The King of Hearts is the Loneliest of Kings and other poems by Steve Passey
The King of Hearts is the Loneliest of Kings
Scars and Tattoos:
Every scar is a story; a tattoo is just someone else’s art, so
The King of Hearts rests on my shoulder.
He’s called “The Suicide King” because his sword runs through his own head.
It means something.
There is a red scar across the knuckles of my right hand.
My first six stitches, opened on some guy’s helmet after a dirt-track confrontation.
It taught me something
There are three stitches above my right eye from a car accident.
Dash met face, no seat belt.
Fortunate in a small way,
I learned something.
Right here, here where you cannot see, across my heart, from when I told her I loved her.
She said she loved me too.
She won’t even speak to me now.
I don’t know anything,
I don’t understand.
I probably never will
The King of Hearts is the loneliest of Kings
Unspoken in the Frame
Her mother was raped
At seven years old
By her own uncle, then
When she was raped she told me only that
She could only think about how
This is my rape, happening now
I look at our daughter and I think
I will kill
I mean it
But that’s a man’s response
Someone once said that rape is a woman’s curse
So someone should explain why that is
There is a picture of her Grandmother
On the living room wall
No one has ever said anything
She never spoke of anything
But I have to wonder
What is unspoken in the frame
Vision of the Rapture #3
Kids with empty hands just waiting to freeze, on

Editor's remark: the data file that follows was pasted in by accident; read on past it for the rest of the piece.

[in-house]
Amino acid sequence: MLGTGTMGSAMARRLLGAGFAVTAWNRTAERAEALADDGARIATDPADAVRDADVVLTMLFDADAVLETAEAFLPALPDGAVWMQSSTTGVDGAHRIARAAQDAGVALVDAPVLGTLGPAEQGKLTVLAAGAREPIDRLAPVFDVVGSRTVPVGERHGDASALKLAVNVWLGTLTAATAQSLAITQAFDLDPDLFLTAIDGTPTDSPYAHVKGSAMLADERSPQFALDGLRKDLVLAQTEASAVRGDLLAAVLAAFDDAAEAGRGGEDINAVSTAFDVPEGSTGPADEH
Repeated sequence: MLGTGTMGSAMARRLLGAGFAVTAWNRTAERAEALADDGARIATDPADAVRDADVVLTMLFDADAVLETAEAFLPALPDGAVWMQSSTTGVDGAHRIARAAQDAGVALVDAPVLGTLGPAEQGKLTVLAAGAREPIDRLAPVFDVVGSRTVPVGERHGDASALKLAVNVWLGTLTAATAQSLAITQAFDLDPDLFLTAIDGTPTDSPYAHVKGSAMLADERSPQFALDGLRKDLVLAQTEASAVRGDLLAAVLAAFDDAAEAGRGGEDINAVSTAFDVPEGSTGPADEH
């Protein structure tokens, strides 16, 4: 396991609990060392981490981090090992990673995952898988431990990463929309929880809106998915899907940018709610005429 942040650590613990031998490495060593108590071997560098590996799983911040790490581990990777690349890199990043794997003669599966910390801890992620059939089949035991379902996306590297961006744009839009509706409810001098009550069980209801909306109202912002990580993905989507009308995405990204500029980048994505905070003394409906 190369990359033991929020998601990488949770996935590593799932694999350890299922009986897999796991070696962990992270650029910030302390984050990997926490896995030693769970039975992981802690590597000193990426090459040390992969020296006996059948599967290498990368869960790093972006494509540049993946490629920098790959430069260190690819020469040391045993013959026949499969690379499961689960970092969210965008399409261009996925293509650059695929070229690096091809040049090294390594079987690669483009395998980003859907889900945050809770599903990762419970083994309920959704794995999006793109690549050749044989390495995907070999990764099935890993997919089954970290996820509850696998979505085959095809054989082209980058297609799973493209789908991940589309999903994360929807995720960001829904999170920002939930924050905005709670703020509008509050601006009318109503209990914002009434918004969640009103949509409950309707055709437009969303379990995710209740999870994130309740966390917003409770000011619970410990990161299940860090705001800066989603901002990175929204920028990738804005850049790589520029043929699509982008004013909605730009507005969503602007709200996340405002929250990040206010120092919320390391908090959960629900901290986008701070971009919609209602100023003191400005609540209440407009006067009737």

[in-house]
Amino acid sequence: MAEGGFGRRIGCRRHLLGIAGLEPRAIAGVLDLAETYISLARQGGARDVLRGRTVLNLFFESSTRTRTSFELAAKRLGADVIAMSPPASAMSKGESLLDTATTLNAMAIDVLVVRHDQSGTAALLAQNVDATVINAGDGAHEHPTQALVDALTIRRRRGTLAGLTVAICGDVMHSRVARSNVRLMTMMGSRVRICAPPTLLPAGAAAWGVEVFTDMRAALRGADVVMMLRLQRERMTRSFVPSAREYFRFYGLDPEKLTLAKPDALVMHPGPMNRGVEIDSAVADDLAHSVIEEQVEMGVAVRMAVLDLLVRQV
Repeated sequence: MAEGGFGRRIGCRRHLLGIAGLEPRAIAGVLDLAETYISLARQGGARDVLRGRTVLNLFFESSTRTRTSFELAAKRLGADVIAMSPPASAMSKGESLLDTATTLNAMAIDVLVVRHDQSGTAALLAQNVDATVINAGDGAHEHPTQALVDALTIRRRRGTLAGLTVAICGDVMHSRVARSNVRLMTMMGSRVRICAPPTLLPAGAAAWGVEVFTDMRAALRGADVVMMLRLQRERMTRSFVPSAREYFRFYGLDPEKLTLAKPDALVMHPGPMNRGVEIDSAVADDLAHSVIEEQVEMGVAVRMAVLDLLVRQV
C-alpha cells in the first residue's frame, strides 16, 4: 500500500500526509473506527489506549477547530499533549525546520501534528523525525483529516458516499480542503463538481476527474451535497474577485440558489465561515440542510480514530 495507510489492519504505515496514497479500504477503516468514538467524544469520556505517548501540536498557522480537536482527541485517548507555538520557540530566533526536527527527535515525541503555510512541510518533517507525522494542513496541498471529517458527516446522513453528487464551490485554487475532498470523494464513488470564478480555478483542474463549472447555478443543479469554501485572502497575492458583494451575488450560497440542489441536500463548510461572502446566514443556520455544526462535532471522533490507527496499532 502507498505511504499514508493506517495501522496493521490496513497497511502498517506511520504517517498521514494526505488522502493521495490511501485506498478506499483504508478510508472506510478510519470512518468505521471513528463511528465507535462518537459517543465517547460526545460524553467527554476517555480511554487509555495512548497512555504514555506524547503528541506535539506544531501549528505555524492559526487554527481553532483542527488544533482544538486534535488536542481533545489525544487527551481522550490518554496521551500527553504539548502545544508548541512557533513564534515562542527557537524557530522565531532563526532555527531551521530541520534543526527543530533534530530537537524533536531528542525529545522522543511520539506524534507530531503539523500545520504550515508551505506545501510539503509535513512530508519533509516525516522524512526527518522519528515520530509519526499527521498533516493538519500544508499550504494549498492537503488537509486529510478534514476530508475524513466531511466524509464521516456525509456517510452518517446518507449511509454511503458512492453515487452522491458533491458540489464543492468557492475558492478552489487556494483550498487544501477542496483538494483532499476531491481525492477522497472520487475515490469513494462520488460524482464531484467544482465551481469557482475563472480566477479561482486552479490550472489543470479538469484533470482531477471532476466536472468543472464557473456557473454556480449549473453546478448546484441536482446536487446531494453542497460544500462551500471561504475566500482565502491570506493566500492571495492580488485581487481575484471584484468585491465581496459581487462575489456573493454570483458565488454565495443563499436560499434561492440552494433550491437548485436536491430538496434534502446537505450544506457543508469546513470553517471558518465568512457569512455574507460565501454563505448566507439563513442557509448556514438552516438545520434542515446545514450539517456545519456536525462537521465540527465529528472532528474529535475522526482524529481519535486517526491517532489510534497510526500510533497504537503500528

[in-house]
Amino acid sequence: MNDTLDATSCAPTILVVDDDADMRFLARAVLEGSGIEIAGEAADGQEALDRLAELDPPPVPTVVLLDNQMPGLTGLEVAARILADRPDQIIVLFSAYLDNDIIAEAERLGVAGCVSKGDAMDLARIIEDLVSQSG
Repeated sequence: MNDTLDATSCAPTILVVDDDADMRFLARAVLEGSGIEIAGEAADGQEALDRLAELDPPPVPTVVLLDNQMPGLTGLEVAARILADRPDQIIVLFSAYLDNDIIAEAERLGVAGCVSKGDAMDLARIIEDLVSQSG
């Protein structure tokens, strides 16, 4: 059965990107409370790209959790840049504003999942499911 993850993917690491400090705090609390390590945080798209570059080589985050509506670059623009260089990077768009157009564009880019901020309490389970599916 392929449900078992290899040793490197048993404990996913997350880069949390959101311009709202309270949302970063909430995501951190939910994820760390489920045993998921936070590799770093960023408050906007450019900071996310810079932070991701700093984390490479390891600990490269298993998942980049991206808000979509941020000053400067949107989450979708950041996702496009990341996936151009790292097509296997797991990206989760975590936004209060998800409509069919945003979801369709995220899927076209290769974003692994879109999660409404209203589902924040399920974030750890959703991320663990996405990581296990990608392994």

January afternoons because
The power’s shut off at home, and they
Have nowhere to go
Three homeless men walking
One fell down and died
The others waited a bit, then
They had nothing in their hands
Where are they going?
Fuck no, they’re walking to
The park to sniff glue
I don’t even care
I’m just telling you what I’ve seen.
I‘ve seen you too,
I’ve seen you look away
I’ve seen you step over a man with no legs
Sitting on a curb,
Asking everyone coming by
For money to get something to eat
I’m not blaming you
I’ve seen it all, and
It is as God intended
How could it not be?
Black and Red and Blue
All my friends are dead
All my friends are black and red
They walked across a thin blue line,
They’re gone away now, for all time
Let me explain:
No, I can’t explain
All my friends were black and red
Now all my friends are dead.
Steve Passey is originally from Southern Alberta. He is the author of the short-story collection “Forty-Five Minutes of Unstoppable Rock” (Tortoise Books, coming in October 2017) and a two-time Pushcart Prize nominee for fiction. His fiction and poetry have appeared in more than forty publication worldwide, both print and electronic.